A survey of over two million people has found that lesbian, gay and bisexual men and women in England are more likely to report poor health and unfavourable experiences of the National Health Service than their heterosexual counterparts.
Previous studies – particularly from the US – have suggested that sexual minorities (gay, lesbian or bisexual) are more likely to suffer from poorer health, including depression and anxiety, than the general population. However, such studies have tended to be limited by sample size and a tendency to combine sexual minority groups that may have quite different experiences of health and health care.
In a study published in the Journal of General Internal Medicine, researchers from the RAND Corporation, the University of Cambridge, and Harvard Medical School, analysed data from over two million respondents to the 2009/2010 English General Practice Patient Survey. The respondents included more than 27,000 people who described themselves as gay, lesbian, or bisexual, making it one of the largest surveys of the healthcare of sexual minorities carried out anywhere.
Sexual minorities were two to three times more likely to report having a longstanding psychological or emotional problem than their heterosexual counterparts. Nearly 11% of gay men and 15% of bisexual men reported such a problem, compared with 5% of heterosexual men; similarly, just over 12% of lesbian women and almost 19% of bisexual women reported problems compared with 6% of heterosexual women. Sexual minorities were also more likely to report fair or poor general health: 22% of gay men and 26% of bisexual men compared with 20% of heterosexual men; and 25% of lesbians and 31% of bisexual women compared with 21% of heterosexual women.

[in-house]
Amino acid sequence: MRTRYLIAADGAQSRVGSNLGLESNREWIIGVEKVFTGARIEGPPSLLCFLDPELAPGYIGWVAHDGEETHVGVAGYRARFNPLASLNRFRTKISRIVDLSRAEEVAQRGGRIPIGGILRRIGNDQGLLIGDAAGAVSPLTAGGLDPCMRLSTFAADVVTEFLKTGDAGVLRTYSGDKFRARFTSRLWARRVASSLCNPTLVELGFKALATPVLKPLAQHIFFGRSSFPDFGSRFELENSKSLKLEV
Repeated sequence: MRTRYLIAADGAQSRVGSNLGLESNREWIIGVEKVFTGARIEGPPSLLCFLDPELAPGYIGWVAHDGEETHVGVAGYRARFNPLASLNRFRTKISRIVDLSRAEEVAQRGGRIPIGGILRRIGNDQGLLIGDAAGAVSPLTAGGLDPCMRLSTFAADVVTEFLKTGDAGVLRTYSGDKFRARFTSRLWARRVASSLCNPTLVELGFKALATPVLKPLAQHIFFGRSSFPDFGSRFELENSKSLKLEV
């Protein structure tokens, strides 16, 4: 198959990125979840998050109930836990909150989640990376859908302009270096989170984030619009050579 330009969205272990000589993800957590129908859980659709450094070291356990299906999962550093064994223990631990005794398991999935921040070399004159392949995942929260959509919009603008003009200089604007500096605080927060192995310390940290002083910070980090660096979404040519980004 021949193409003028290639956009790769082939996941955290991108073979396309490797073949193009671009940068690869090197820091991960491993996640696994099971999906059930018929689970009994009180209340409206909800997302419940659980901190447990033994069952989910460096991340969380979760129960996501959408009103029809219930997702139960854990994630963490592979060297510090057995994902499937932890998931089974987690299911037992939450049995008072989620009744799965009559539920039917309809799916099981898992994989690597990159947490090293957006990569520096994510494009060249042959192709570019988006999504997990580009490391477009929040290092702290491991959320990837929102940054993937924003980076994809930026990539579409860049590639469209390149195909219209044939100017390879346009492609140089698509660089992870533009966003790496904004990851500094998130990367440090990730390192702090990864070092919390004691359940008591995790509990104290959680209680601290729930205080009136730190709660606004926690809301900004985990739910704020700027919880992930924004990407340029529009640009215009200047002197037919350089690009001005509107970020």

Lesbian, gay and bisexual men and women were also up to 50% more likely than heterosexuals to report negative experiences with primary care services, including trust and confidence with their GP, communication with both doctors and nurses, and overall satisfaction.
Professor Martin Roland, Director of the Cambridge Centre for Health Services Research, says: "The survey shows that sexual minorities suffer both poorer health and have worse experiences when they see their GP. We need to ensure both that doctors recognise the needs of sexual minorities, and also that sexual minorities have the same experience of care as other patients."
Dr Marc Elliott, a principle researcher at the RAND Corporation, says: "The English General Practice Patient Survey offers a unique opportunity to survey a large subset of the UK population, giving us a clear picture of the health care experiences facing people from sexual minority groups.
"We know that sexual minorities in the United States have health problems similar to those we see in England and also face stigma, prejudice, and discrimination. It is important to find out whether the US's health care system also tends to produce worse experiences of care for sexual minorities."
The researchers speculate that the poorer health reported by sexual minorities may in part be due to potentially hostile and stressful social environments created by the stigma, prejudice and discrimination that they face. It is possible, too, that this hostile environment may carry over into the medical practice, leading to poor healthcare experiences. Fears of discriminatory treatment by a provider may also lead to patients postponing healthcare, which can further impair health.
James Taylor, Head of Policy at Stonewall, the lesbian, gay and bisexual charity, comments: "This research demonstrates how lesbian, gay and bisexual people continue to experience poorer mental health and poorer experiences when accessing primary care than their heterosexual counterparts. It is vital that lesbian, gay and bisexual people are able to access high quality healthcare free from discrimination and action is taken to improve their health."
The study was funded by the Department of Health (UK).
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